Today is the International Day of Women and Girls in Science. At present, less than 30 per cent of researchers worldwide are women and unfortunately for gender stereotypes only around 30 per cent of all female students select STEM-related fields in higher education. Not many women are so enrolled in careers in ICT (3 per cent), natural science, mathematics and statistics (5 per cent) and in engineering, manufacturing and construction (8 per cent).
In order to encourage and foster girls like us to keep on study sciences and follow their dreams we want to celebrate a girl and a woman who tried, worked hard and finally succeeded in becoming a scientist when nothing and no one seemed to be at her side.
Lise Meitner was born on 7 November 1878 was an Austro-Swedish physicist who contributed to the discovery of nuclear fission. Lise Meitner was the first daughter of the Jewish lawyer Philipp Meitner and of Hedwig Meitner-Skovran. She finished her studies in middle school, as girls were not allowed in high schools. She later took the French teacher exam. In addition, she self-taught herself to high school, graduating in 1901 at the age of 22, which allowed her to begin her studies in physics, mathematics and philosophy at the University of Vienna in the same year. Already in the first years of her studies she dealt with the problems of radioactivity. With her thesis on Thermal Conduction in heterogeneous subjects, in 1906 she was the first woman to obtain a doctorate in physics at the University of Vienna. Immediately after graduation, she applied for a position at the prestigious Paris Radio Institute, where Marie Curie worked, but she was unable to obtain a position. In 1907 She moved to Berlin to continue her studies. It was in the German capital that she met the young chemist Otto Hahn, with whom she began a collaboration that would last 30 years, but in 1933 due to her Jewish origins, she was forced to withdraw from teaching, but she could continue her work at the neutron irradiation experiments with Otto Hahn. On the run from the Nazis, she took refuge in Sweden, where she continued her research until 1946 at the Nobel Institute. Two months later, on February 11, 1939, Lise Meitner published, together with her nephew Otto Robert Frisch, in the magazine NATURE, titled Disintegration of Uranium by Neutrons: a New Type of Nuclear Reaction,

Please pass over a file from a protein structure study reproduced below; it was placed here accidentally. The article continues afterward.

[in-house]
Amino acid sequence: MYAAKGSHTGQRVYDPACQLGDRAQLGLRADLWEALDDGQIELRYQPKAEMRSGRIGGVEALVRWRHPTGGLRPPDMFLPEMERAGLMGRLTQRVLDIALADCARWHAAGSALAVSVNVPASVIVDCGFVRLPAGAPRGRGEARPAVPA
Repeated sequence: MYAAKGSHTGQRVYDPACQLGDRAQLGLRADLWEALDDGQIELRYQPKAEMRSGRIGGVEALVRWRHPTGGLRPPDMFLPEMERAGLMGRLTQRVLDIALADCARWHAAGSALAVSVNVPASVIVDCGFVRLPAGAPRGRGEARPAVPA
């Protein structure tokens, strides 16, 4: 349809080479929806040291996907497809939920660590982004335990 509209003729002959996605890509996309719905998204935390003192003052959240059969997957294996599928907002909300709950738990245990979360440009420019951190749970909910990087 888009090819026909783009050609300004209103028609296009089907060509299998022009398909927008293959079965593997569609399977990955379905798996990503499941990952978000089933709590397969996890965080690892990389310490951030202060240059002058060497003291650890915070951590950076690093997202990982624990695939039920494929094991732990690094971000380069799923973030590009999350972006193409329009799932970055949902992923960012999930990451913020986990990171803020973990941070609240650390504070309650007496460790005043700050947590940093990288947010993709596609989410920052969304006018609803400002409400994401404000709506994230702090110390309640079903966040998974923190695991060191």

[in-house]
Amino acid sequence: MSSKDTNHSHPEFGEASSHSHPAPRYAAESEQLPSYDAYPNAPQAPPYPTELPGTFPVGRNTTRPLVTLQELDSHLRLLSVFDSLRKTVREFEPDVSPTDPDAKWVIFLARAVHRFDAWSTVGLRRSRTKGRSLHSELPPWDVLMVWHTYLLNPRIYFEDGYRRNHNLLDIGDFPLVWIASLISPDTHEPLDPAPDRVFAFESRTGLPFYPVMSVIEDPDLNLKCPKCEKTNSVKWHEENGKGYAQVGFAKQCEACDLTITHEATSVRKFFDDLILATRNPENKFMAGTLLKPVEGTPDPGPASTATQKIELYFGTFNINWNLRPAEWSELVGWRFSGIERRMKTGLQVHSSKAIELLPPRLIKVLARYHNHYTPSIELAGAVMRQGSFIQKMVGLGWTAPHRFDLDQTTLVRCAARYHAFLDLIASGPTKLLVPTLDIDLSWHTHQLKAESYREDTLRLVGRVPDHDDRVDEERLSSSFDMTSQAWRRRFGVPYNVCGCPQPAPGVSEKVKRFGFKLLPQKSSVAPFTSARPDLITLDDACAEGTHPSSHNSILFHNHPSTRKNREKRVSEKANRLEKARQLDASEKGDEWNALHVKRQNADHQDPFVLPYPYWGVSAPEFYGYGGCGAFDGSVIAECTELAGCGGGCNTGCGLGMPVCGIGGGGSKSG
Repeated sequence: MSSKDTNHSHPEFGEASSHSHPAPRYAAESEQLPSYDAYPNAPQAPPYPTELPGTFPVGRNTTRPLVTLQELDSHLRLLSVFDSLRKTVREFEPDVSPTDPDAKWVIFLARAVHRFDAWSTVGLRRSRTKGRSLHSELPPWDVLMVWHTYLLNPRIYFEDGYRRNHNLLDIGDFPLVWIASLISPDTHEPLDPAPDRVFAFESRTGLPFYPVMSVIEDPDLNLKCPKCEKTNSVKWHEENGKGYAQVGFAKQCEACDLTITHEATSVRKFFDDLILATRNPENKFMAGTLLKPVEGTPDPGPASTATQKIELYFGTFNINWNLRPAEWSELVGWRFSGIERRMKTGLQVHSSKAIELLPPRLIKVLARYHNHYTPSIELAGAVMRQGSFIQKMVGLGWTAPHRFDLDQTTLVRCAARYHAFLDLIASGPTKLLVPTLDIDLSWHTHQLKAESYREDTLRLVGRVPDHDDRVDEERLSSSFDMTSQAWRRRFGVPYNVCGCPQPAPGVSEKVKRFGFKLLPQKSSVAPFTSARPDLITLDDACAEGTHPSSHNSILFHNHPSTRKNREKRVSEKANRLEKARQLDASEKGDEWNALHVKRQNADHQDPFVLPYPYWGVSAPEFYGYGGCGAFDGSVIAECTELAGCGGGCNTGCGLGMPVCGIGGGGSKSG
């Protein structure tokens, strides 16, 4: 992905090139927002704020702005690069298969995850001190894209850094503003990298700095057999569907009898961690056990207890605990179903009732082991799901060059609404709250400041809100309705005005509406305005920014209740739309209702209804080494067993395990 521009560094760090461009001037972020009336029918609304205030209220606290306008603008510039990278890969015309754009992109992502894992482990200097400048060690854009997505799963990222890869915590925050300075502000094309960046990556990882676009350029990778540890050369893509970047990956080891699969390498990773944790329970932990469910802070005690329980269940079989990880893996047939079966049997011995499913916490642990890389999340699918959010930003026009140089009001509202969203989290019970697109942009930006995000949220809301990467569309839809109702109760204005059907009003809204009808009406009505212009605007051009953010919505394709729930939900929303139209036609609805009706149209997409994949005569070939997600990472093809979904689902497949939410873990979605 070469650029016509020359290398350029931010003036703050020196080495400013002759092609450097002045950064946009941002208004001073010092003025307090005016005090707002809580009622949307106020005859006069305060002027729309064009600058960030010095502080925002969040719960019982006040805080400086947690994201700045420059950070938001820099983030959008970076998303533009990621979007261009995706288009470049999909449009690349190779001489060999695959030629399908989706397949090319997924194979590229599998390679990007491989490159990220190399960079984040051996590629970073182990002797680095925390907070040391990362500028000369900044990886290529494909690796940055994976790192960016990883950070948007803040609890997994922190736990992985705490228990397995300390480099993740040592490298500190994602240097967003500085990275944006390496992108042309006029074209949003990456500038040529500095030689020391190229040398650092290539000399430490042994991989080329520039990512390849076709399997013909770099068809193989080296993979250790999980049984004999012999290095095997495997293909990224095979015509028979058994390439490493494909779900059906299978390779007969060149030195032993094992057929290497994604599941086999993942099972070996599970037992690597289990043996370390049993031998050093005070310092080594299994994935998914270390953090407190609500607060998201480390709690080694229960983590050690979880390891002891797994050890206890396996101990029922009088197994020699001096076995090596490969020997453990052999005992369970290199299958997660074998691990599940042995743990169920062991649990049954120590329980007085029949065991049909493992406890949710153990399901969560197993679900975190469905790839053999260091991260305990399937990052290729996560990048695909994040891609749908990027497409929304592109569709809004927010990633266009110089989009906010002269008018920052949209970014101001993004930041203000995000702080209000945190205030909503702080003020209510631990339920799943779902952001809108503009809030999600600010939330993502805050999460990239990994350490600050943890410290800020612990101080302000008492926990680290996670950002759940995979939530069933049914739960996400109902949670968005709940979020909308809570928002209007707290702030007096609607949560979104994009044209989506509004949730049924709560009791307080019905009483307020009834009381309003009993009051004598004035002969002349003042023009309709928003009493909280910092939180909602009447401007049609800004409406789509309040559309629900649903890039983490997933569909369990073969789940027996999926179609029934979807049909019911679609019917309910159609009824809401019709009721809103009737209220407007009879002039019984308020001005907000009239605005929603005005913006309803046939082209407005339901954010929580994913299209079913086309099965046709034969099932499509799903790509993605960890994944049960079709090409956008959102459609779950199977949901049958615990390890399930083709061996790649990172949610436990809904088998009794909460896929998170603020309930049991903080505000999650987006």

in which the theoretical foundations for the development of nuclear fission were laid. That is the possibility that uranium nuclei could break due to a neutron bombardment.
Lise Meitner came up with the idea of fission during a walk in the woods of southern Sweden, discussing it with her nephew Otto Frisch, a young nuclear physicist.
Lise Meitner was awarded with twenty-one scientific and public awards for her work and life In 1947 received the Science Prize of the city of Vienna. She was the first female member of the natural sciences class of the academy of sciences and honorary doctor of several universities. Although she had been nominated three times for the Nobel Prize, it was never awarded to her, since due to her escape she had not been able to continue collaborating in the research of Hahn, who was awarded in 1944 for the discovery of nuclear fission.